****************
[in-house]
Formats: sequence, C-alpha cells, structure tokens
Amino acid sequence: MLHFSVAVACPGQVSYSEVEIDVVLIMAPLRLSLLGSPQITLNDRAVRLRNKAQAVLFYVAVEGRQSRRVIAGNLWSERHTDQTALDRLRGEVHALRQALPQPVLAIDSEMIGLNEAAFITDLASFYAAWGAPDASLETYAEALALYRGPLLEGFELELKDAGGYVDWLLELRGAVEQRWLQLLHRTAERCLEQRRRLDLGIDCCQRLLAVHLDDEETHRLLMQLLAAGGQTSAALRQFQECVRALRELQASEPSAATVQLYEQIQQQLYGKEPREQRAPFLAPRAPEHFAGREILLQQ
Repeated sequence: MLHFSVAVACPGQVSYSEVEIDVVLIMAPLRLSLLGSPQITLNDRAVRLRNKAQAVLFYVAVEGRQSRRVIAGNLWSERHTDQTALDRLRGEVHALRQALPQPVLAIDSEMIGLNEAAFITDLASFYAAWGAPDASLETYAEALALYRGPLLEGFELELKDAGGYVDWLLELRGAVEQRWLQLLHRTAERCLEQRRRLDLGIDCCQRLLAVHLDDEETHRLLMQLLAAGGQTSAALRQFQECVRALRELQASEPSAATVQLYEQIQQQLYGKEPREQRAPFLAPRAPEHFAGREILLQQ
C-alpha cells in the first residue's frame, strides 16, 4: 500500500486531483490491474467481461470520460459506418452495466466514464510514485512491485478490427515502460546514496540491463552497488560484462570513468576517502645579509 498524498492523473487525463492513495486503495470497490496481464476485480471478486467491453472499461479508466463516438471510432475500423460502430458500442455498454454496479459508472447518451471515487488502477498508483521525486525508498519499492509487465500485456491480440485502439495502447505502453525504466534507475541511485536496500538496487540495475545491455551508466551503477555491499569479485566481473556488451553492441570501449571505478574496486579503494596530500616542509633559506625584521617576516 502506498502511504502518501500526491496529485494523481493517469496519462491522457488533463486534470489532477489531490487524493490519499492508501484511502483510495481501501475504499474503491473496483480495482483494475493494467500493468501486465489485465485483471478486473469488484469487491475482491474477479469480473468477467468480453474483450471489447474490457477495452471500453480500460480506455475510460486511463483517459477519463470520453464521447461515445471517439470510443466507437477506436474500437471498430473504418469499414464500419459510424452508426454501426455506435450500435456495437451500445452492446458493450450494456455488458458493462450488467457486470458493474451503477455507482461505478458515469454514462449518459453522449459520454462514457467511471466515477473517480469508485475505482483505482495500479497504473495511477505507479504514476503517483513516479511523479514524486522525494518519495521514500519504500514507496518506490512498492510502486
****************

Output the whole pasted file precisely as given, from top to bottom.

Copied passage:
[in-house]
Formats: sequence, C-alpha cells, structure tokens
Amino acid sequence: MLHFSVAVACPGQVSYSEVEIDVVLIMAPLRLSLLGSPQITLNDRAVRLRNKAQAVLFYVAVEGRQSRRVIAGNLWSERHTDQTALDRLRGEVHALRQALPQPVLAIDSEMIGLNEAAFITDLASFYAAWGAPDASLETYAEALALYRGPLLEGFELELKDAGGYVDWLLELRGAVEQRWLQLLHRTAERCLEQRRRLDLGIDCCQRLLAVHLDDEETHRLLMQLLAAGGQTSAALRQFQECVRALRELQASEPSAATVQLYEQIQQQLYGKEPREQRAPFLAPRAPEHFAGREILLQQ
Repeated sequence: MLHFSVAVACPGQVSYSEVEIDVVLIMAPLRLSLLGSPQITLNDRAVRLRNKAQAVLFYVAVEGRQSRRVIAGNLWSERHTDQTALDRLRGEVHALRQALPQPVLAIDSEMIGLNEAAFITDLASFYAAWGAPDASLETYAEALALYRGPLLEGFELELKDAGGYVDWLLELRGAVEQRWLQLLHRTAERCLEQRRRLDLGIDCCQRLLAVHLDDEETHRLLMQLLAAGGQTSAALRQFQECVRALRELQASEPSAATVQLYEQIQQQLYGKEPREQRAPFLAPRAPEHFAGREILLQQ
C-alpha cells in the first residue's frame, strides 16, 4: 500500500486531483490491474467481461470520460459506418452495466466514464510514485512491485478490427515502460546514496540491463552497488560484462570513468576517502645579509 498524498492523473487525463492513495486503495470497490496481464476485480471478486467491453472499461479508466463516438471510432475500423460502430458500442455498454454496479459508472447518451471515487488502477498508483521525486525508498519499492509487465500485456491480440485502439495502447505502453525504466534507475541511485536496500538496487540495475545491455551508466551503477555491499569479485566481473556488451553492441570501449571505478574496486579503494596530500616542509633559506625584521617576516 502506498502511504502518501500526491496529485494523481493517469496519462491522457488533463486534470489532477489531490487524493490519499492508501484511502483510495481501501475504499474503491473496483480495482483494475493494467500493468501486465489485465485483471478486473469488484469487491475482491474477479469480473468477467468480453474483450471489447474490457477495452471500453480500460480506455475510460486511463483517459477519463470520453464521447461515445471517439470510443466507437477506436474500437471498430473504418469499414464500419459510424452508426454501426455506435450500435456495437451500445452492446458493450450494456455488458458493462450488467457486470458493474451503477455507482461505478458515469454514462449518459453522449459520454462514457467511471466515477473517480469508485475505482483505482495500479497504473495511477505507479504514476503517483513516479511523479514524486522525494518519495521514500519504500514507496518506490512498492510502486